Our DNA has Memory

In the beginning, I didn’t understand where the desire came. I just knew it was there.  The desire quickly became a passion and consequently an addiction.

Nine years ago, looking for my husband’s ancestors, I came across a woman whose allure was irresistible. As a genealogist, I find many significant people with vital stories throughout history.  Why was this one so overwhelmingly important?

Her name was Margaret Cornish.  She was one of the first Africans to arrive in the English settlement of Virginia in 1619.  The desire to understand where she came from and how she found herself in an English settlement became intoxicating.  Every hour of every day filled with questions overwhelming my senses.  My husband’s 9th generation great-grandmother had captured my mind like she was captured by the marauders of her kingdom almost four-hundred years ago.  Some 20,000 + hours of research turned into a series of novels with the first book winning a national gold medal.  But, the grandest surprise was yet to come.

As my own 97-year-old grandmother’s health began to fail, and with her tireless urging, I collected her DNA.  Then in June of 2014 her spirit passed into the land of our ancestors and I said goodbye to a woman of unwavering faith.  Simultaneously, I received her DNA results and the explanation of my addiction quickly became crystal clear.  Margaret Cornish wasn’t only my husband’s ancestor, but mine as well.  With tears of joy streaming down my face I began to understand. The addiction I felt was a scream from within myself.  A memory from within my own DNA begging to be heard.  Finally, I understood my fate was deep within my own DNA.  A story of an ancestor begging to be told.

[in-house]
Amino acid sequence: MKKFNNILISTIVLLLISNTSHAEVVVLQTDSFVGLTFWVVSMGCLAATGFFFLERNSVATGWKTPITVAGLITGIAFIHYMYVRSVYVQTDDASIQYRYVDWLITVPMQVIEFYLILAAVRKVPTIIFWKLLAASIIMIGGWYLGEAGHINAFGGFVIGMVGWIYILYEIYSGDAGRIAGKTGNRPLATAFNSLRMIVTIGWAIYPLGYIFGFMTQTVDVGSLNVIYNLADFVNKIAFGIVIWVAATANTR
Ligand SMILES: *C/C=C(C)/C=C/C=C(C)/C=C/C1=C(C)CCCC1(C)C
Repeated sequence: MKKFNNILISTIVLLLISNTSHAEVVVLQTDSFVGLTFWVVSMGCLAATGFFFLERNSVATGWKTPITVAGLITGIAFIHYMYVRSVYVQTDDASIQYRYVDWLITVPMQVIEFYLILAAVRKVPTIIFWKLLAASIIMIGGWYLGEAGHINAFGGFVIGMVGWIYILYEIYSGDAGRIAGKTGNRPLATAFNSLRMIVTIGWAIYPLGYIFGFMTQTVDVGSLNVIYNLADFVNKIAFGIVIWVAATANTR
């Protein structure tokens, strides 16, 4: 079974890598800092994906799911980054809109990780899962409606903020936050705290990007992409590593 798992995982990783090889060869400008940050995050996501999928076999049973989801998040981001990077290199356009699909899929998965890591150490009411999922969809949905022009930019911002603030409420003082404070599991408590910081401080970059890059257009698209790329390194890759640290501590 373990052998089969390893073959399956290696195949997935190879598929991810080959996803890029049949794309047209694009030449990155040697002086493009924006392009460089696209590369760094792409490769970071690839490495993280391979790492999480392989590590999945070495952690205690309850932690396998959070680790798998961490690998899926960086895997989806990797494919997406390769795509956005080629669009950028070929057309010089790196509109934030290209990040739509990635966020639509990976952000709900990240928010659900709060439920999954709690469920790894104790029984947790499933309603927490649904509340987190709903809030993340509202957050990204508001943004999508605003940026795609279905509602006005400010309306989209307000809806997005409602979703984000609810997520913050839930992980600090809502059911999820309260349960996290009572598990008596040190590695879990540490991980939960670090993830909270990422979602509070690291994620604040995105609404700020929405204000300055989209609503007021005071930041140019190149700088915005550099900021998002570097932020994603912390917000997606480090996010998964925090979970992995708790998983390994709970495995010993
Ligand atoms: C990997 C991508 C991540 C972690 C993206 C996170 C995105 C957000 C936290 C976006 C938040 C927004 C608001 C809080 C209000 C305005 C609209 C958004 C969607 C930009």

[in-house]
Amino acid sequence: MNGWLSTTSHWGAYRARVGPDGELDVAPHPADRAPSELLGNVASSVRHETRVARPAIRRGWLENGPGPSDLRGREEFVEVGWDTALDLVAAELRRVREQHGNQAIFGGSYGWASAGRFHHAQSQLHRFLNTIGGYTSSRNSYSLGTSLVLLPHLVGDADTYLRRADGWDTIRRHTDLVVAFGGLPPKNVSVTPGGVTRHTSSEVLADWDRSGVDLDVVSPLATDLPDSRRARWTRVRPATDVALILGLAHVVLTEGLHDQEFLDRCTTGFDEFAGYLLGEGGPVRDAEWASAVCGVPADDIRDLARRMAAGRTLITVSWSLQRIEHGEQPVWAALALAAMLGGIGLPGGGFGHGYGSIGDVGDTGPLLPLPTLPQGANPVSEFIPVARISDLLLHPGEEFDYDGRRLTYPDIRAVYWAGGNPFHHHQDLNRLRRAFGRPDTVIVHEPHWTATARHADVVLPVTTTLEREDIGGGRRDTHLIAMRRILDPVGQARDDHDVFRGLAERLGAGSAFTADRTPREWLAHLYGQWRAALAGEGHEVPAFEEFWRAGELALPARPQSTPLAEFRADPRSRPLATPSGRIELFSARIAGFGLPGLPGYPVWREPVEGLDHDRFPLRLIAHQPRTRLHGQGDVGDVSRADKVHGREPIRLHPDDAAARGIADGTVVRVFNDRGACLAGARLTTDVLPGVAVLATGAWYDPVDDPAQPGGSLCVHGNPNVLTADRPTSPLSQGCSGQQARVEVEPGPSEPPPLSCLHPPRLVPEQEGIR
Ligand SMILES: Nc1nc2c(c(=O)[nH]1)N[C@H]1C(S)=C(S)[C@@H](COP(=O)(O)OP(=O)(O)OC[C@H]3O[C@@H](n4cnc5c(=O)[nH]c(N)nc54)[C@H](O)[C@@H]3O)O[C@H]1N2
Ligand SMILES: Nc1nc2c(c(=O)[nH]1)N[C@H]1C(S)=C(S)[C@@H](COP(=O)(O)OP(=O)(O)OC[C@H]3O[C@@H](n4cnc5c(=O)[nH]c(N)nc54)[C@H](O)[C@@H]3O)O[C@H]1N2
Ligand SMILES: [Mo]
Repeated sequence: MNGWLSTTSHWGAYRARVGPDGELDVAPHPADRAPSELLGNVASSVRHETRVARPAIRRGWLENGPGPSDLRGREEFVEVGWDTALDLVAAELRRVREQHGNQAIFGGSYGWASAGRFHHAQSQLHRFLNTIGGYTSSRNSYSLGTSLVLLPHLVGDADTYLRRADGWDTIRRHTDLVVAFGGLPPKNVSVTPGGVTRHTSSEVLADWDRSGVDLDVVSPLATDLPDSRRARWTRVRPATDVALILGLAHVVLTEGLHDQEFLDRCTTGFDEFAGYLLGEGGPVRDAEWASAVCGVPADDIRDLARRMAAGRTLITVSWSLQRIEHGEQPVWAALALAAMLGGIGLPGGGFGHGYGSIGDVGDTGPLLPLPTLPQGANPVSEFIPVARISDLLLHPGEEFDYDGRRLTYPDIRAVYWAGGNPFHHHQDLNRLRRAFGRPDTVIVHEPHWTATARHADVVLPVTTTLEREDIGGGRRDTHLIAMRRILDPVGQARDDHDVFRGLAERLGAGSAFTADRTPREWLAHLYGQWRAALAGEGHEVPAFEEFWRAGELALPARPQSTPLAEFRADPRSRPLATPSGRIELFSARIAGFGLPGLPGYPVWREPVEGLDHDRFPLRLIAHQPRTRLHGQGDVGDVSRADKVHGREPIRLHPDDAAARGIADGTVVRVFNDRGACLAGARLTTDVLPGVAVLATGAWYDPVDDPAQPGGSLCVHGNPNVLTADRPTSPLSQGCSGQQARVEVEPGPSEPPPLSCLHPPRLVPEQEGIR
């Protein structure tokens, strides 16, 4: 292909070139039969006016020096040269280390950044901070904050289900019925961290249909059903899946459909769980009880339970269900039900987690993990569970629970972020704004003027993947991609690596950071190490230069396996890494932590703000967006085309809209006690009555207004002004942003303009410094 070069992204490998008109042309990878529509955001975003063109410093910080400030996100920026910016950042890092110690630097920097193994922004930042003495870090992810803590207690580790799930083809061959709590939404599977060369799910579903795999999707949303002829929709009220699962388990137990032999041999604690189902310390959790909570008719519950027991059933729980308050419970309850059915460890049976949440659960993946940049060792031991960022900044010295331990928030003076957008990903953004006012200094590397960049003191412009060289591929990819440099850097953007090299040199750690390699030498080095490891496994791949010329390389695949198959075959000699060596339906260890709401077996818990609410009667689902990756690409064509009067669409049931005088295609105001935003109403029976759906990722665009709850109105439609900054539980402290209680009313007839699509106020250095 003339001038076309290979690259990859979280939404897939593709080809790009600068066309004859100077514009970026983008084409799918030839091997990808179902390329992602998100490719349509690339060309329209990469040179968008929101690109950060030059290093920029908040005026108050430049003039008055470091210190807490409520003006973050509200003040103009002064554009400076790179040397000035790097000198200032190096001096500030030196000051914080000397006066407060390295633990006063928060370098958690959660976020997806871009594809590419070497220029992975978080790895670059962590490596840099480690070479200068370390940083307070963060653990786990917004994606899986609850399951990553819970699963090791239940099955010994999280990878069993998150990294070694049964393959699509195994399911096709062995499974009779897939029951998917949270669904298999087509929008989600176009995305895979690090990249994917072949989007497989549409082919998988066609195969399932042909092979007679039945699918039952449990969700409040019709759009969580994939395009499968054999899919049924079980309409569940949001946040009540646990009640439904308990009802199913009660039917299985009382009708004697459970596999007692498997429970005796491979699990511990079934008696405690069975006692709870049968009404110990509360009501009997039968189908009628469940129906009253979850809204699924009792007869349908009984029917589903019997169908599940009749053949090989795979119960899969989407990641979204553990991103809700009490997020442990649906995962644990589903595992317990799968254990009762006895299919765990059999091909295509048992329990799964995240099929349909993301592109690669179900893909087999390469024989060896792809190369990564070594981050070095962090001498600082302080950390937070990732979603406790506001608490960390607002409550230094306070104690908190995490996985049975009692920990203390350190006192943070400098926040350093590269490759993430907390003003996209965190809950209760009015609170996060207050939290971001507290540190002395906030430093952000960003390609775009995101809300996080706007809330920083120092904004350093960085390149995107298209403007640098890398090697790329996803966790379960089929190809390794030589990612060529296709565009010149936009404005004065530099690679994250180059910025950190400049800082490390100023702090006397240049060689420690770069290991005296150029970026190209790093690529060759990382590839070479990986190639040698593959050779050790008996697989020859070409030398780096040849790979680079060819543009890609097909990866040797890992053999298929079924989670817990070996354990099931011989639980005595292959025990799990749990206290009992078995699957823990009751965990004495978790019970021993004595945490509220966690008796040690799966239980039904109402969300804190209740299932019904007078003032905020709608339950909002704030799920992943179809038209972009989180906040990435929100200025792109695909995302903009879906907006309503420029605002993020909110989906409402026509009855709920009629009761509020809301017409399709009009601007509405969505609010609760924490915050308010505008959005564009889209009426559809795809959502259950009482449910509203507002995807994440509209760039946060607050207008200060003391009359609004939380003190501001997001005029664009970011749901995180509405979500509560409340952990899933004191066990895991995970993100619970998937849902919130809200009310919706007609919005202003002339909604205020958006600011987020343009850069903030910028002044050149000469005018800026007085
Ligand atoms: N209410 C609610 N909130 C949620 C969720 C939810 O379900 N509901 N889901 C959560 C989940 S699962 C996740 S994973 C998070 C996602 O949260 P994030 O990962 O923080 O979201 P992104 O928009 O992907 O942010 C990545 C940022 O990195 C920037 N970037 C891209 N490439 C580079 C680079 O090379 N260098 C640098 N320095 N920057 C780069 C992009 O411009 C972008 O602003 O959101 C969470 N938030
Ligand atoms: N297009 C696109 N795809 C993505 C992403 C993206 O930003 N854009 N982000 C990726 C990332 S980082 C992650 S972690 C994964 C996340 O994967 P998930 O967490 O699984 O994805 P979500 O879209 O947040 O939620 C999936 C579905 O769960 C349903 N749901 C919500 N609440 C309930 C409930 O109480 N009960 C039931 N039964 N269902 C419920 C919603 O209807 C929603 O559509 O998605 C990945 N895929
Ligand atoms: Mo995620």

Join my journey as I take you down the path of Margaret Cornish’s life, one of FATE & FREEDOM.

3 replies
  1. Marya Latson
    Marya Latson says:

    I loved the story that DNA showed that you and your husband have a common ancestor. Your genealogy research is giving me hope that I will be able to locate my family’s slave master ancestors to learn our true family lines. I have a genesis in Virginia and in North Carolina, but I am stuck at the slave masters. There is also Native American blood in my family, but my family cannot identify which tribe out of Alabama. I am assuming Creek, but assumptions are not wise. Any help you can provide would be greatly appreciated.

    • Kinfolk Detective
      Kinfolk Detective says:

      Marya, Thanks for your comment. Have you tested your DNA? If so, one of the best tools we have access to is GEDMATCH.com. You can upload your raw data into their database and they can breakdown your chromosome matches. Its a great genealogy DNA website. Also have you checked on Virginia Historical Society’s “Unknown No Longer” site? If not, google it. You can find it quite easily. They have many slave master records where you might be able to match up dates and names. Good Luck!

  2. Cynthia
    Cynthia says:

    I have recently discovered that I descend from Margaret Cornish…on my mother’s side. I have always had a desire to know ALL of my family history as I have always known it was quite the mixture. I just never knew how diverse it was. I’m grateful to even know as much as I do and eager to know more and more. I plan to find and purchase your book! I am on GEDMATCH but am quite the novice so it will take some time to figure it out! Surely we are related…or I will find that my research is wrong. Either way, it’s all intriguing and I look forward to reading your story.


Leave a Reply

Want to join the discussion?
Feel free to contribute!

Leave a Reply